“Everyone wants to send me condolences because of what is going on but I tell them, ‘I’m good, guys, I’m okay! COVID has put a lot of people on a different path and this is where our creative and innovative skills have to come together. I’m just so thankful for the Workforce Development Board and the SBDC. I’m so passionate about these two programs. If I didn’t have those two on my team, I know I wouldn’t be where I am today.” - Tara Cruz, owner, Touch of Paradise Spa
In the first days after the novel coronavirus brought business and the world as we knew it to a screeching halt in mid-March, Tara Cruz did her best to stay positive.
The owner of Touch of Paradise Spa in downtown Fairfield, Cruz initially thought the closures would last for a week or two. But as the days and weeks went on, a stark reality set in.
“I still get emotional thinking about it,” said Cruz, who fought back tears as she remembered the first month of the COVID-19 outbreak. “This is where I had built everything and put in all my time. We were finally seeing a profit again, and then COVID hit us. And all of it was out of my control, my hands were tied and there was nothing I could do.
“By that third week, I knew I had to do something.”
One of her first calls was to Tim Murrill, the director of the Solano Small Business Development Center (SBDC). Cruz has been an SBDC client for five years, utilizing the free one-on-one consulting and business workshops as she grew her business from an independent consultant to a brick and mortar downtown.
Murrill helped her create her first business plan back in 2015 when she was still a consultant, Cruz said. He also inspired her to “take the leap” and open her own business a couple years later.
“Whenever I have business lows, I’d text Tim late at night and he’d call me right back in the morning and talk me through it,” she said. “He is so reassuring.”
As he shared with her the loan opportunities available to businesses, he told her about layoff aversion fund grants that were available through Solano County’s Workforce Development Board. The SBDC, which provides its free services to any business with less than 500 employees, operates under the umbrella of the Workforce Development Board. Both organizations share office space at 500 Chadbourne Road in Fairfield.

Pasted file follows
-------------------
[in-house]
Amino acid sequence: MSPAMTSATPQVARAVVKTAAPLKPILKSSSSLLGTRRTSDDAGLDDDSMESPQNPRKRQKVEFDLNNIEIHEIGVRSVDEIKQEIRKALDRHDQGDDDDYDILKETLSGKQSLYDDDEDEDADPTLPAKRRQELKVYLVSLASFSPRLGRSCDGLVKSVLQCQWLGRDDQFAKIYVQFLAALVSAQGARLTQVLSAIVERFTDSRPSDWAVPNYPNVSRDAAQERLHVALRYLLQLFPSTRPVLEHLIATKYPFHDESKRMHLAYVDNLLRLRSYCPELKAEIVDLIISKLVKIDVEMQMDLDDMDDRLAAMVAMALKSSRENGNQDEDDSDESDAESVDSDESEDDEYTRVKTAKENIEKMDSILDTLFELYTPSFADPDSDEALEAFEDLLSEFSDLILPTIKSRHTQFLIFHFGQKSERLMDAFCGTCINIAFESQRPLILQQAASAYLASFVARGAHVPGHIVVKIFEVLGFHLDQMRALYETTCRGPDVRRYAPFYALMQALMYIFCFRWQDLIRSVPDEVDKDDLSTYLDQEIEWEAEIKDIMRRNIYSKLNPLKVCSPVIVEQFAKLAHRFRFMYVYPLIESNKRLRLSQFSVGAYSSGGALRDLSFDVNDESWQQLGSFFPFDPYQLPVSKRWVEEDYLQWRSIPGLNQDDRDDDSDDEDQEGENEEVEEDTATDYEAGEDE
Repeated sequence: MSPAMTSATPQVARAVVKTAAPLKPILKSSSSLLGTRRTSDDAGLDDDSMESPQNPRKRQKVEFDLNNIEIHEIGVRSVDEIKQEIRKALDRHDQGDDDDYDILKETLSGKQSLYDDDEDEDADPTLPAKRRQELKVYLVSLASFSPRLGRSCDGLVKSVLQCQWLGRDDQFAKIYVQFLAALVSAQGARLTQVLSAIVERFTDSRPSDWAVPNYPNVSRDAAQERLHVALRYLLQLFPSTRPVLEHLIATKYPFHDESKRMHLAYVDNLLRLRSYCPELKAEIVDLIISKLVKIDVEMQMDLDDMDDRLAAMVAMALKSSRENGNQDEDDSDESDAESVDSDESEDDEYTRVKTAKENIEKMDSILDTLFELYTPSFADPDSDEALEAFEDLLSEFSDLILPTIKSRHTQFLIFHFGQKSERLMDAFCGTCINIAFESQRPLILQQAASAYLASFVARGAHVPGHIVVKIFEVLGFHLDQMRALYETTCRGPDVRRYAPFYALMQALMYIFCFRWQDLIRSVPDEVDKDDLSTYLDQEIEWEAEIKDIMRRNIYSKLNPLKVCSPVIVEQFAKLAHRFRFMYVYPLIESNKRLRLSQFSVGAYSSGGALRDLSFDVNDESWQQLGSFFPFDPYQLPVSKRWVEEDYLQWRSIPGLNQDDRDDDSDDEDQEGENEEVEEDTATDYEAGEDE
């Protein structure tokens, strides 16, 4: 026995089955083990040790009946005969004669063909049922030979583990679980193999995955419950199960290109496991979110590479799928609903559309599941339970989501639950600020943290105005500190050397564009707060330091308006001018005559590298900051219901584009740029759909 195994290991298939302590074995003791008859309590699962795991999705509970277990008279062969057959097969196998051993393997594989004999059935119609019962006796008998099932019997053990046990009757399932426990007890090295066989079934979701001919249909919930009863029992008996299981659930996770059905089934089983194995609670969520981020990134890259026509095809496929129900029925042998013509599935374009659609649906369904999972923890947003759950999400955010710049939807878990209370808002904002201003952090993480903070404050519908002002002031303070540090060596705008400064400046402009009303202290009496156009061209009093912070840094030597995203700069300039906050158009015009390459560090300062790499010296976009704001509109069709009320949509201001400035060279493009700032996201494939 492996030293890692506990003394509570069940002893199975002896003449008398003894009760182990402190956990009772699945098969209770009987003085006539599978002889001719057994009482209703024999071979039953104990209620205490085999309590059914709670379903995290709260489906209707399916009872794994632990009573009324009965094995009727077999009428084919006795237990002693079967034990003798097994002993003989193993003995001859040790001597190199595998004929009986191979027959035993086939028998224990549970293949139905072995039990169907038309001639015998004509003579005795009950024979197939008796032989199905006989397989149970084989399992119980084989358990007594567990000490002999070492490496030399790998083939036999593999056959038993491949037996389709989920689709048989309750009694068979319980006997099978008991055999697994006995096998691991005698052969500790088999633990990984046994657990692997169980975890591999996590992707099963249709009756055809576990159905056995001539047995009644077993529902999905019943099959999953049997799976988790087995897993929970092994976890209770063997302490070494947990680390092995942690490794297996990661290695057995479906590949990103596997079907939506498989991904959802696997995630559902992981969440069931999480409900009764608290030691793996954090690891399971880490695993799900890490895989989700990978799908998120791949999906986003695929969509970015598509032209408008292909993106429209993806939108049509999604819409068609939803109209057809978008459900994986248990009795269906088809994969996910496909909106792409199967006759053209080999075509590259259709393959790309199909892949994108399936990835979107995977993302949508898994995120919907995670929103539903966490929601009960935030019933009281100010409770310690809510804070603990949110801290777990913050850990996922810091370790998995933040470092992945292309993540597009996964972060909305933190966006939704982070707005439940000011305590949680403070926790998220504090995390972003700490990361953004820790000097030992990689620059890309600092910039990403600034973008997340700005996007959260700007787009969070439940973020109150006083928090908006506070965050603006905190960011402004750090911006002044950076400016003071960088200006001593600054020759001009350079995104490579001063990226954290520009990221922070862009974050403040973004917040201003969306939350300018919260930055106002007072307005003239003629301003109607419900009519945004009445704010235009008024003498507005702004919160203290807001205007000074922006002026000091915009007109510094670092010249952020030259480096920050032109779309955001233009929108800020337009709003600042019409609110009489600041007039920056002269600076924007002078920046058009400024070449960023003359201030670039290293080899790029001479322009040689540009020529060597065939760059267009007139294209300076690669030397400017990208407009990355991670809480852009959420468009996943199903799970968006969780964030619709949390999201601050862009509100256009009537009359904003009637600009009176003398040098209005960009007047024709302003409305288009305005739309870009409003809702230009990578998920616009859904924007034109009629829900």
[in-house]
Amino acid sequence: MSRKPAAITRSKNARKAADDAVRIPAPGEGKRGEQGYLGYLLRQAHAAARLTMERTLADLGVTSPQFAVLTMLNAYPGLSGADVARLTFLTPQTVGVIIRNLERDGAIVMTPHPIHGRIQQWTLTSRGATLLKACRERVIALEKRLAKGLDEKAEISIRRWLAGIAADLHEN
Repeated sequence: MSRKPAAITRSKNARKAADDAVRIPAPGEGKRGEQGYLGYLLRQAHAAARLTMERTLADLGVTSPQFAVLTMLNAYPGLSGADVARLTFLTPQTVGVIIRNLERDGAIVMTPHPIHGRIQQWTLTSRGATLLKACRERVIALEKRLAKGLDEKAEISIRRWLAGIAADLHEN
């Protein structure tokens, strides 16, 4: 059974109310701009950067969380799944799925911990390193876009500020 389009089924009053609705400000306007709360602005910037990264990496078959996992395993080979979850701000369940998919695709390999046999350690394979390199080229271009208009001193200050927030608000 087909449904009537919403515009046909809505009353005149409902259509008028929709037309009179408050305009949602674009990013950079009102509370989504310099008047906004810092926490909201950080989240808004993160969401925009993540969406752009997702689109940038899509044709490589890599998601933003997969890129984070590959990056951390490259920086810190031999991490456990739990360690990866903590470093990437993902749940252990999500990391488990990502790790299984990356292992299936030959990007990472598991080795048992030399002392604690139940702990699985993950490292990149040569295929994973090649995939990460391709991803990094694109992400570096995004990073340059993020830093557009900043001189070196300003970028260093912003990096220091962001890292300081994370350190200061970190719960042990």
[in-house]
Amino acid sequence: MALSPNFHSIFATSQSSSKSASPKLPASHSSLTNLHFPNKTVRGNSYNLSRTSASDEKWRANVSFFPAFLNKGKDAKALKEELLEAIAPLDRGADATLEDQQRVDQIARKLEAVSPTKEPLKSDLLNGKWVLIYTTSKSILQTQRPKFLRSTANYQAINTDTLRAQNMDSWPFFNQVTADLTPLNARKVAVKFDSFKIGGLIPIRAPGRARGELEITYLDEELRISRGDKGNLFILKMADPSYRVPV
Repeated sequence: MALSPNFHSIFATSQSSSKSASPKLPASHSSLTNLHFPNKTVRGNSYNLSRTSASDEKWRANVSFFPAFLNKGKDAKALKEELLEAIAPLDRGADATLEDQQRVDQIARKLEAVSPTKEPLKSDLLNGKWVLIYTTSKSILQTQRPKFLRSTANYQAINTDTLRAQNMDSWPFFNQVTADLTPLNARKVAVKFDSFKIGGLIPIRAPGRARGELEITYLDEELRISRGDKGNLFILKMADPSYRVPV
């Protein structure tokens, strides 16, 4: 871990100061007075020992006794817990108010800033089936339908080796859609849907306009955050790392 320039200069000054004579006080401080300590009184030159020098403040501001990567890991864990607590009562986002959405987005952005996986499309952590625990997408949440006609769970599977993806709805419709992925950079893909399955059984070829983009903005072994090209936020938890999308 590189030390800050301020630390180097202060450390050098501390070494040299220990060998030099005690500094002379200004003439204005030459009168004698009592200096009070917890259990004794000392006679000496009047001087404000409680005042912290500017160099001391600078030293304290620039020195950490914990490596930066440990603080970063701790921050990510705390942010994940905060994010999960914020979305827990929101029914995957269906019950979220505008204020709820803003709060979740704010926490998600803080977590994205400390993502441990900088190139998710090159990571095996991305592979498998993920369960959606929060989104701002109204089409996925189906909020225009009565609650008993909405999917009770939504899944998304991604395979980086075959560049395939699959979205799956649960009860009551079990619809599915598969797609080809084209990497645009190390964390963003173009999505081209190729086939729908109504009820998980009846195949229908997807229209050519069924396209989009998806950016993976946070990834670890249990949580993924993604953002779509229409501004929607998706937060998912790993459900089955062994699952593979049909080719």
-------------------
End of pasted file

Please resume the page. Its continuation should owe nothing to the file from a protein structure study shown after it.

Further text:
Cruz was already familiar with the Workforce Development Board. Her first job, at 19 years old, was through the organization’s On the Job training program. It was such a good experience for her that when she opened her own business, she had two receptionists who were part of the program.
She applied for and was awarded the grant from the Workforce Development Board and utilized the funds to purchase software and equipment that allows her to now offer virtual nails, facials and microdermabrasion treatments to clients. The loan also helped pay her rent downtown.
With so many uncertainties still looming because of COVID, Cruz is working with SBDC business advisor Molly O’Kane on transitioning her business to online retail. She also regularly checks in with Murrill, who she considers a mentor.
“I know he’s been down this road I’m traveling on,” she said. “He’s able to guide me and he has helped me to see roadblocks that if he hadn’t been there, I would never have seen or been prepared for.”
Although the future of her brick and mortar location is uncertain because of COVID, Cruz is full of optimism. She is very excited to transition her business online
“Everyone wants to send me condolences because of what is going on but I tell them, ‘I’m good, guys, I’m okay!” Cruz exclaimed. “COVID has put a lot of people on a different path and this is where our creative and innovative skills have to come together.
“I’m just so thankful for the Workforce Development Board and the SBDC,” she added. “I’m so passionate about these two programs. If I didn’t have those two on my team, I know I wouldn’t be where I am today.”